Among the trinity of south Indian delicacies — idli, upma, dosai — ‘idli' has been pronounced to be not an indigenous item in your Science and Technology supplement some time ago, much to the lasting regret of South Indian ‘mamis'. Upma has won accolades in a world competition in the U.S. after a chef rustled up an incredibly edible concoction with upma ingredients and walked away with the first prize amounting to thousands of dollars.
But it is the dosa which has entered the Guinness Book of Records due to its enormous length. Regarding the majesticity of the item, there are eateries that have come up with umpteen varieties of dosa.
What an ordinary citizen other than a South Indian does not know is the magical and multitude ways one can handle the dosa batter as it gets better and better after a few days of storage in or out of the refrigerator when it gets more and more fermented and collects more probiotics. On day one of grinding, one has a bland dosa. Come the second day, it attains its royal splendour and can be experimented as wafer-thin dosai (paper dosai).It can be ‘murugal' (pyrolised). It is masala dosai, when stuffed with different curries and presented on a plate in a standing and outstanding conical shape.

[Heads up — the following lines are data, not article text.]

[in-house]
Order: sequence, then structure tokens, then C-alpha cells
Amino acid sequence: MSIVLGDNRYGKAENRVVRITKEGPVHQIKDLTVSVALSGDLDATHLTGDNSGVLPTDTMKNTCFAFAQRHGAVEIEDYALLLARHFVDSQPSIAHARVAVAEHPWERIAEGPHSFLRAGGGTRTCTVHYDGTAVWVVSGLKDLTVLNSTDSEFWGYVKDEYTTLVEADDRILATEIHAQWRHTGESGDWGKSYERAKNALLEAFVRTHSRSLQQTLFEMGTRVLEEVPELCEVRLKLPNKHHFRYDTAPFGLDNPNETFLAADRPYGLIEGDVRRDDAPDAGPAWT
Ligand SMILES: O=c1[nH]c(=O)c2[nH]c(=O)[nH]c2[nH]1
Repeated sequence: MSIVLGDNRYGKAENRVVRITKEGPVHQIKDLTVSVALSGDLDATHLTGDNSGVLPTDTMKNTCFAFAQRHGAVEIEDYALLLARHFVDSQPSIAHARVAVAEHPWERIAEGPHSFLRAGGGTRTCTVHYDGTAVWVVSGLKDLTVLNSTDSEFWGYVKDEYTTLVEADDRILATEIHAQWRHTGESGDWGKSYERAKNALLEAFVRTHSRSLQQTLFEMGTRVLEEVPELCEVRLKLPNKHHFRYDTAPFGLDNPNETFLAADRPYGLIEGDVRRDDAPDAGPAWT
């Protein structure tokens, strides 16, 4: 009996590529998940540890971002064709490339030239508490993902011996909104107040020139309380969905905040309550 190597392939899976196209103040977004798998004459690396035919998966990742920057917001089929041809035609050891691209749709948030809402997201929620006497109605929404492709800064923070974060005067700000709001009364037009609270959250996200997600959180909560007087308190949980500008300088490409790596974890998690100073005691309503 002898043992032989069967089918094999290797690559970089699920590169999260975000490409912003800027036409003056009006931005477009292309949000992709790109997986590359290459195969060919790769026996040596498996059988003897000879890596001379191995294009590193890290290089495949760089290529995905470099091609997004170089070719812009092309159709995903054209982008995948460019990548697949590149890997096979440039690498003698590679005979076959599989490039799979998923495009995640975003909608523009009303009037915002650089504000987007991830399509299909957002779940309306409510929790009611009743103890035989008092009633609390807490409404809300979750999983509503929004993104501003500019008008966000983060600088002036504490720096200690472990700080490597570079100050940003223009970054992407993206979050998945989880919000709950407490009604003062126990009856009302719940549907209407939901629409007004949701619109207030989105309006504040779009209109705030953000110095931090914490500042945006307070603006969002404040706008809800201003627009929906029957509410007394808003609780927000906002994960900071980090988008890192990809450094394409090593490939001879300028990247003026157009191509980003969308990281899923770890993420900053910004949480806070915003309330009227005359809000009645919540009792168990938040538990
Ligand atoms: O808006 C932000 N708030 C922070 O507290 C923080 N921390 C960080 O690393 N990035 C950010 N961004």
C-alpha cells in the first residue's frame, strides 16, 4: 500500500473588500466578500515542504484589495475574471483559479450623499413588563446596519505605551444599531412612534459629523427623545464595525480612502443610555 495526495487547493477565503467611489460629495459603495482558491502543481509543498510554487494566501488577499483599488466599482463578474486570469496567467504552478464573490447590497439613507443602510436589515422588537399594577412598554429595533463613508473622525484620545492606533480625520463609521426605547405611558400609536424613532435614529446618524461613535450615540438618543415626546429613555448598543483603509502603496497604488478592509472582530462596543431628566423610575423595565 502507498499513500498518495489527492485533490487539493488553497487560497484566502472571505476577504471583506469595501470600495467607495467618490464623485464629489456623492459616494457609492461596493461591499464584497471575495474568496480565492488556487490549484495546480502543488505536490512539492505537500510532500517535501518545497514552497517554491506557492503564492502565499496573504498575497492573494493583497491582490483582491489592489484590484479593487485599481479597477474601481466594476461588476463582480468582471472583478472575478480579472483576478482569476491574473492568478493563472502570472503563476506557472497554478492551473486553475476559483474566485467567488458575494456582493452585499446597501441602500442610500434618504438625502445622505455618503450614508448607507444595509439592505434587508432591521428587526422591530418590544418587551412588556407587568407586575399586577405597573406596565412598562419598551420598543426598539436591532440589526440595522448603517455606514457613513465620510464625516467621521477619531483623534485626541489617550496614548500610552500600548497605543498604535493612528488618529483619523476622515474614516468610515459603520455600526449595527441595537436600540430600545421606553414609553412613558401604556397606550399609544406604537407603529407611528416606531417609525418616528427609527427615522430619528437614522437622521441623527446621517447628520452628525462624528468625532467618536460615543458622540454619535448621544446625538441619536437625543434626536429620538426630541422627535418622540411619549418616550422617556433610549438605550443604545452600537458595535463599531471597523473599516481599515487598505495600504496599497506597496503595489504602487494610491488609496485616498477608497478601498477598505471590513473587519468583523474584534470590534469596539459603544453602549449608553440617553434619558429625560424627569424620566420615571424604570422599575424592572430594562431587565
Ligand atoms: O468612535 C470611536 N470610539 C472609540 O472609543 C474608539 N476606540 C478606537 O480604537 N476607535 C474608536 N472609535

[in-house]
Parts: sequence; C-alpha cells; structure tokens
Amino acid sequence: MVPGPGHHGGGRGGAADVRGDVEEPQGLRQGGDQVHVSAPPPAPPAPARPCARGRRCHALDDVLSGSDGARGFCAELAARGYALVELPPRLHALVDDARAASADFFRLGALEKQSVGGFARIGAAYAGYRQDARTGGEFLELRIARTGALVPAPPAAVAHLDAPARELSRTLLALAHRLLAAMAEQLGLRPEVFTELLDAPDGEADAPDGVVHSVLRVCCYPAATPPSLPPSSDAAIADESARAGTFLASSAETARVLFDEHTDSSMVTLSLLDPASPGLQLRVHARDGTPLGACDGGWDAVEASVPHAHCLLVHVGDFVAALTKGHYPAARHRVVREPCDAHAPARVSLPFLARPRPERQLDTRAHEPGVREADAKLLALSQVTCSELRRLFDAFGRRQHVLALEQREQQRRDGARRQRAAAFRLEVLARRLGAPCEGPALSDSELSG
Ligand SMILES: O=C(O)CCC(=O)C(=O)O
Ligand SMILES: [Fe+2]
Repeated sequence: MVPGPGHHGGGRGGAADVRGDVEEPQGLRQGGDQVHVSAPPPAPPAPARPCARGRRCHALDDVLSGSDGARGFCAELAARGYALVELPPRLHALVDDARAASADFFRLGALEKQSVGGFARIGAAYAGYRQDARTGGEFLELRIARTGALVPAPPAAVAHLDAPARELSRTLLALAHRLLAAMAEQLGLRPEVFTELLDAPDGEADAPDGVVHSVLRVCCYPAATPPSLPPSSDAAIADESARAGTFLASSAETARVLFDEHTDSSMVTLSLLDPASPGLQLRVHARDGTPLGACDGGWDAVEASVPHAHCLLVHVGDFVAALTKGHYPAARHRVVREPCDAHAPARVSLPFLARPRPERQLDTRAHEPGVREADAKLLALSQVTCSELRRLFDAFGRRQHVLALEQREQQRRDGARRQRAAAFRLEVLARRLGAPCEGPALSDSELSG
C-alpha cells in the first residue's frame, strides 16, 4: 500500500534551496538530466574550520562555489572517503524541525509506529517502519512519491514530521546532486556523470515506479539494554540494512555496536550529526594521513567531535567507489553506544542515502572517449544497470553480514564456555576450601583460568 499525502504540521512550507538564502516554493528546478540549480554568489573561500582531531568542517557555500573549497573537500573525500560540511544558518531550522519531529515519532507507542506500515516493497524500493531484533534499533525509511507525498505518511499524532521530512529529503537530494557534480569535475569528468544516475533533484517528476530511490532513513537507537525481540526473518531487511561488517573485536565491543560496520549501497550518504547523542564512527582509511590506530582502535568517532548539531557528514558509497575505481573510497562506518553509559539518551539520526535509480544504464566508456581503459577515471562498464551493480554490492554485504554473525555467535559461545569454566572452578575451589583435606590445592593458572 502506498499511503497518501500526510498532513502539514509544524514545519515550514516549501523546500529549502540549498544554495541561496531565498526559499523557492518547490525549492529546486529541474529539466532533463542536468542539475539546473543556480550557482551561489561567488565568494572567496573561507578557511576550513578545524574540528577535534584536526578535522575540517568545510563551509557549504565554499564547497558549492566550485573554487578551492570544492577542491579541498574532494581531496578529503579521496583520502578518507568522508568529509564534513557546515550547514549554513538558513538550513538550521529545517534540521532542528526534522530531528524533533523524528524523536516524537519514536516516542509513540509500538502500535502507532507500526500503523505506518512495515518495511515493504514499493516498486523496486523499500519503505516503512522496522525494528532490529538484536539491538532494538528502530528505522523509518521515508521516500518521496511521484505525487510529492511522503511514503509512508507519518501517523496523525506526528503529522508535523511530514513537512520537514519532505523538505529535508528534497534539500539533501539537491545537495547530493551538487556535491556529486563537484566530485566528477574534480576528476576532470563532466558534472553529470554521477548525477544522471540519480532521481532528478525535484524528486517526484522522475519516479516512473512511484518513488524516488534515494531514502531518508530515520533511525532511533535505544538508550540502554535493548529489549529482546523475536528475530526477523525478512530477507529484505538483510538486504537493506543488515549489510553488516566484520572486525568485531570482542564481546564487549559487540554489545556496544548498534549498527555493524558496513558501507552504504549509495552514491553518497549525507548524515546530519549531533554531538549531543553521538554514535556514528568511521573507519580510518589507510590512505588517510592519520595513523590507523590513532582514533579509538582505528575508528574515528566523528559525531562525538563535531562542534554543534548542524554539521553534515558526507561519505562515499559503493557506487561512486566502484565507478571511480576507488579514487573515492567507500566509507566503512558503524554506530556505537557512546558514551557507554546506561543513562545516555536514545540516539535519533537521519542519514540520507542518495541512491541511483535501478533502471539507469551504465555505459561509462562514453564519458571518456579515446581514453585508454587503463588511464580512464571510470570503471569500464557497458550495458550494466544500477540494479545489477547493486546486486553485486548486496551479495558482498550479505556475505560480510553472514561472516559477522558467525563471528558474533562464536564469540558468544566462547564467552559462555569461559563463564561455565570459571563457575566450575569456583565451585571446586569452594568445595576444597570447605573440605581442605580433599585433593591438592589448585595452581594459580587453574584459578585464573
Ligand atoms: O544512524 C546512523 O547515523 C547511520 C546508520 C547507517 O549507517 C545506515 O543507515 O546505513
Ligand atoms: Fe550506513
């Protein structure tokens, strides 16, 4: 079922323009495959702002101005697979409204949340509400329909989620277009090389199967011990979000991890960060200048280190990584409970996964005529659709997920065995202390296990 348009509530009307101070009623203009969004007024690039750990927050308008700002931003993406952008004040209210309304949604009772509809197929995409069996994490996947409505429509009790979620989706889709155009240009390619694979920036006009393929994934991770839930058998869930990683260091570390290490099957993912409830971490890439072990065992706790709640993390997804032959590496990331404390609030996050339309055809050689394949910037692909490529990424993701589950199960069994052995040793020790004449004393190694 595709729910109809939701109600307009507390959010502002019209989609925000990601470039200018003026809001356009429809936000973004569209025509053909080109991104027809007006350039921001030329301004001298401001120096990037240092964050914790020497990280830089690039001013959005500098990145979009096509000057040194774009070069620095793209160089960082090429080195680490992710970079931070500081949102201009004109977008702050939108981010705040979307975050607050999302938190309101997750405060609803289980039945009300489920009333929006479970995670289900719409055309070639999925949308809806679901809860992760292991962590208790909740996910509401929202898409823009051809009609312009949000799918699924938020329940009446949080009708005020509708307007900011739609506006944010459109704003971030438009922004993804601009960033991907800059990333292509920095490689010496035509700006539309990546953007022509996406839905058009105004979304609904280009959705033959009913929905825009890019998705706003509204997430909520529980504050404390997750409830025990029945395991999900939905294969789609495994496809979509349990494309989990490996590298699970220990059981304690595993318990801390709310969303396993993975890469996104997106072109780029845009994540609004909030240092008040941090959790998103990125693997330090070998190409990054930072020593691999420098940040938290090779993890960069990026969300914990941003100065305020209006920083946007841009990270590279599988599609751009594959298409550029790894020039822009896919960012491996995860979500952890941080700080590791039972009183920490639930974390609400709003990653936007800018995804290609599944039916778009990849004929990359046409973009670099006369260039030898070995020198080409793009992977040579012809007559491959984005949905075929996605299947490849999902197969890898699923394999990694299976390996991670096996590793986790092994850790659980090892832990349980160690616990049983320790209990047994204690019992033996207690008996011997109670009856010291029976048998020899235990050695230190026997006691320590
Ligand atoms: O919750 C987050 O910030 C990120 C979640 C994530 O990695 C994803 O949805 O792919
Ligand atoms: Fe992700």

On the third day with the yeast working wonders, it assumes the form of ‘oothappam' (in Tamil), a fat cousin of dosa.
Next day, it is converted as ‘Guliyappa' (Kannada) ‘pongadalu'(Telugu) ‘kulipanniyaram'(Tamil). A special contraption is used to make these fried delicacies. Lastly, the dosas leftover are torn into bits and called ‘pitchu dosai'. Bread pieces dipped in the batter are steamed and called ‘bread dosai.'
The dosa thus manifests itself into different forms as the days roll by. I believe no other item is preserved this long and caters to the family breakfast. It is really “dosa”-avatharam!
(The writer's email id is firstname.lastname@example.org)